posted by delmoi at 7:46 PM on October 14, 2009


In particular, if you're concerned about saved passwords, credit card numbers, and other AutoFill data, that information IS encrypted by default in your login keychain. They won't be able to get to it without your password.

They'll probably wipe the disk and reinstall MacOS if they can't figure out the password.

Sorry to piggyback, but couldn't anyone with an OSX install disk reset that password?
posted by pompomtom at 8:31 PM on October 14, 2009


Hi shivohum, welcome to the miserable club.


> I doubt they can guess my password. Given that, how likely is it that they can access my hard drive's data?

As several people have touched on, there is good and bad news. The good news is, if you have auto-login disabled -- that is to say, if you need to type in a password to reach your desktop after turning on the computer -- it is very unlikely the thief is inclined to circumvent your password. For simplicity and resellability it is more likely they would format/restore your computer.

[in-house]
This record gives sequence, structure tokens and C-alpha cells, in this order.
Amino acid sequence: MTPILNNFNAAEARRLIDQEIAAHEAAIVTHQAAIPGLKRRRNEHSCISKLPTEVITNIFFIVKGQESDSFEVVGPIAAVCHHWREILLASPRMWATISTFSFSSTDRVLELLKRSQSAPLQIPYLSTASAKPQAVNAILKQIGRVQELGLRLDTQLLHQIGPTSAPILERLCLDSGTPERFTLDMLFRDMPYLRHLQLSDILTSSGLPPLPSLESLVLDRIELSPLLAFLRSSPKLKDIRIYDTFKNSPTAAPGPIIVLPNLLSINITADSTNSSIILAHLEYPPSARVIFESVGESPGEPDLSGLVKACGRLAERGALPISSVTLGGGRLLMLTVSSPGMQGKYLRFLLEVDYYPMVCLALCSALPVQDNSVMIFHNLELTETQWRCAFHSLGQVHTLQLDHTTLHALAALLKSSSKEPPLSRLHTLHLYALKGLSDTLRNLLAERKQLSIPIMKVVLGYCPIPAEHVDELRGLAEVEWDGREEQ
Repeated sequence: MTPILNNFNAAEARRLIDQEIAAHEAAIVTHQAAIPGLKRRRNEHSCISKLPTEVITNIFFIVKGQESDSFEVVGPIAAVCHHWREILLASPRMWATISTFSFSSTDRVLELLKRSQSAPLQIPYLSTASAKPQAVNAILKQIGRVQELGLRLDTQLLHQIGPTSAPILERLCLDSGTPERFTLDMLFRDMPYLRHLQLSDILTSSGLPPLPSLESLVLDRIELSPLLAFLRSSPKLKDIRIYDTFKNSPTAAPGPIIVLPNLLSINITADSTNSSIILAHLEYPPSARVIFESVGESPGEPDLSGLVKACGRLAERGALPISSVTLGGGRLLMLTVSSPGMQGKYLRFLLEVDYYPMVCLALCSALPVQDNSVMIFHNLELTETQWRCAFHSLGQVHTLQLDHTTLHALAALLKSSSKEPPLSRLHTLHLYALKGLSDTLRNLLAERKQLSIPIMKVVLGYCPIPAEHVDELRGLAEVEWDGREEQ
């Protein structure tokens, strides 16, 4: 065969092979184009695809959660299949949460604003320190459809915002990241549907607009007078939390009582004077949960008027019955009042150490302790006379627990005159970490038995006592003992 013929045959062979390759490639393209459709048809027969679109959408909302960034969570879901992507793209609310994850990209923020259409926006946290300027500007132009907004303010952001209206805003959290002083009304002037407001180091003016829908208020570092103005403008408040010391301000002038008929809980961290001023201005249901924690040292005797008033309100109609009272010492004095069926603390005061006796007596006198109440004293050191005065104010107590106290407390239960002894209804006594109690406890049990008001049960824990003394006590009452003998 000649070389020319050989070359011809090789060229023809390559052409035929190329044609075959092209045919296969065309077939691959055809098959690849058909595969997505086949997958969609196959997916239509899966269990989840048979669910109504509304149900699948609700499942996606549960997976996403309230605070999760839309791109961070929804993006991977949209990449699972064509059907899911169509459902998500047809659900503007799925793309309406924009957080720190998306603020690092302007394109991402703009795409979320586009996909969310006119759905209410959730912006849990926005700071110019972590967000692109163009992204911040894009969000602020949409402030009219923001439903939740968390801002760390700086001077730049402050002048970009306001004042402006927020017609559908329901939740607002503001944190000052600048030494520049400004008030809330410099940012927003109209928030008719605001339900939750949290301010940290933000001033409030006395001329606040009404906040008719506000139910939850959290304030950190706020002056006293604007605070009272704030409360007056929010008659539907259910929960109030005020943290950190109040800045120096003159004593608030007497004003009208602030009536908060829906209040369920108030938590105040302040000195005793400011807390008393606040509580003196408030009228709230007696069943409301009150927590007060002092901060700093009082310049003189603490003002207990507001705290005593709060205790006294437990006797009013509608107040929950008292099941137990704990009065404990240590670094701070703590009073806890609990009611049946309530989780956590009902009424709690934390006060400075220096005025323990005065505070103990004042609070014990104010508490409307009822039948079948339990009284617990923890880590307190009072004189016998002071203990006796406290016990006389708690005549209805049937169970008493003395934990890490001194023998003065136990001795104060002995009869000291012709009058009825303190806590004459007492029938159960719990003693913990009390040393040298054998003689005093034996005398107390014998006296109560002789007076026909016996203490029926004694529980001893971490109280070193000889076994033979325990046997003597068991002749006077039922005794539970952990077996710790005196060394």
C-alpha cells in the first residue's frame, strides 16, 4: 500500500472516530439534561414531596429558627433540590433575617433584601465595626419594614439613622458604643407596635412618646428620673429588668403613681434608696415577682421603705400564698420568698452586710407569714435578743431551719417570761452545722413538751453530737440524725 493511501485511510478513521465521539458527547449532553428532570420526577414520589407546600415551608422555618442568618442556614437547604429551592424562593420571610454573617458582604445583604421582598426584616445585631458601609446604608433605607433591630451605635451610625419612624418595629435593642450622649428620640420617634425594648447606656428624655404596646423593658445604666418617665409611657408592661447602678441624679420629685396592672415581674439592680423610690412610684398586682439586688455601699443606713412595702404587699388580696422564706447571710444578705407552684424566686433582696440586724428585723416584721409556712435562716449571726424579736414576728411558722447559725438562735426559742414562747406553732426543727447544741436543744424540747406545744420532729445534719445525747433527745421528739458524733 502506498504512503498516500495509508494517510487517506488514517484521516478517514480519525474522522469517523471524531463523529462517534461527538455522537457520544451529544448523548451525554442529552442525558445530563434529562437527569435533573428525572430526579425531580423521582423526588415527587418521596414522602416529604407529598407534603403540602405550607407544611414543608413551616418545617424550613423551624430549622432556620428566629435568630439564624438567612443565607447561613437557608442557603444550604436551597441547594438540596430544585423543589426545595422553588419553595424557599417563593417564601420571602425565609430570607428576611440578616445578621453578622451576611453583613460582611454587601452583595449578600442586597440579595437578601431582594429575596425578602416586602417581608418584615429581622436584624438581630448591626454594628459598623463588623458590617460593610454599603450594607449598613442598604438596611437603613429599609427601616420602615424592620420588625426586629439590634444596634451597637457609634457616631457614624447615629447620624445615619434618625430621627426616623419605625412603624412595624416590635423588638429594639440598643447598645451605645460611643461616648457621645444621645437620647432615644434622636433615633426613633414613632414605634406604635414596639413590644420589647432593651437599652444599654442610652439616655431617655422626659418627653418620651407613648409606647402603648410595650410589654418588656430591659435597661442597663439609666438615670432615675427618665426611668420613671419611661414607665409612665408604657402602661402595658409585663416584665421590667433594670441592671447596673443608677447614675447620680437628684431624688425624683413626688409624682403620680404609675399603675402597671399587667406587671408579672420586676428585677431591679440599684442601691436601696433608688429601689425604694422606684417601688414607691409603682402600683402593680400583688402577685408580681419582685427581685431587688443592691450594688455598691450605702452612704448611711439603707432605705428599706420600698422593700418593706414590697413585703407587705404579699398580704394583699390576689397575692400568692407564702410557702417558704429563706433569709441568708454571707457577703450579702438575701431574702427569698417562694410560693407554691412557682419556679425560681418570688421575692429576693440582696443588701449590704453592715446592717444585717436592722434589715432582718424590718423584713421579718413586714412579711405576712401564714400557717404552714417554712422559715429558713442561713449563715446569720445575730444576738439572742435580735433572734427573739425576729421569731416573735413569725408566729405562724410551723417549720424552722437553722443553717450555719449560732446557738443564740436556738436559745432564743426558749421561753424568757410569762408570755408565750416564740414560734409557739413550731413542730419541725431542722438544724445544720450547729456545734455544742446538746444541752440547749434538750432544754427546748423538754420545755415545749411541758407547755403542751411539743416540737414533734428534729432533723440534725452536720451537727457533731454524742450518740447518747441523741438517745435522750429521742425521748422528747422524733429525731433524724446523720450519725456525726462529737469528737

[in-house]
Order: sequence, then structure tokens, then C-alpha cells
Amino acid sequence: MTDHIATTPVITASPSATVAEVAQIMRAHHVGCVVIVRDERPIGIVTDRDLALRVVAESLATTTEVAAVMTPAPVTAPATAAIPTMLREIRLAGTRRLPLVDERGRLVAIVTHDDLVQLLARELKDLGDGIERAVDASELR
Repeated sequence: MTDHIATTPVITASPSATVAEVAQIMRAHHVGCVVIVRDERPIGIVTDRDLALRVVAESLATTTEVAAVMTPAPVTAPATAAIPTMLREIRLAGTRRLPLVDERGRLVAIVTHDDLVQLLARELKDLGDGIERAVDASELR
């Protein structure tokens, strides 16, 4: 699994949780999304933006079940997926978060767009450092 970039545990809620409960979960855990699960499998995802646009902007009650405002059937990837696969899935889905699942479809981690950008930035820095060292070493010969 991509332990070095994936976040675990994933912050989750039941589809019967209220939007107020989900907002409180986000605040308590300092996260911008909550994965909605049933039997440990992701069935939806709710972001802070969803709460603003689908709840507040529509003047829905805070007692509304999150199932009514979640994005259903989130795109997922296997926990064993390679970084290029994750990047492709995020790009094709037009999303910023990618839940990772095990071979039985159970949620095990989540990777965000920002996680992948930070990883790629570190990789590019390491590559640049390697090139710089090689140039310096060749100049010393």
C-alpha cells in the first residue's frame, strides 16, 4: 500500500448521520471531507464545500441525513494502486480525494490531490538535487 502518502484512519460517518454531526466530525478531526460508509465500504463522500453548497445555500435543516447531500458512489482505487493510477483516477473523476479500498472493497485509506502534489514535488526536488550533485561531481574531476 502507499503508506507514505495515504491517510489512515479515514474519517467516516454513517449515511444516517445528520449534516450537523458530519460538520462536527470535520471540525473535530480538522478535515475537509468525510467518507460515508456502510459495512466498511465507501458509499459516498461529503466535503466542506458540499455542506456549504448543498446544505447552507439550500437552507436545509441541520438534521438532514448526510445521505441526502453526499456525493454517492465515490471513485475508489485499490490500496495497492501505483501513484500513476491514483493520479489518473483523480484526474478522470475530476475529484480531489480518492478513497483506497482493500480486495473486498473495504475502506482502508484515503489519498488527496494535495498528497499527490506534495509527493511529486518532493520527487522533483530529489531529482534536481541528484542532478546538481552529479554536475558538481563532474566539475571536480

The bad news is, if they are interested in your data for any reason, it is relatively trivial for them to access it via the methods described above. A fundamental tenet of data security is that a sufficiently motivated person with physical access to your computer can read your data. Your best future defense against this is, as mentioned above, FileVault (but keep backups); and frankly, a sturdy laptop lock. All Kensington locks fit Apple laptops, which have a socket specifically for this purpose.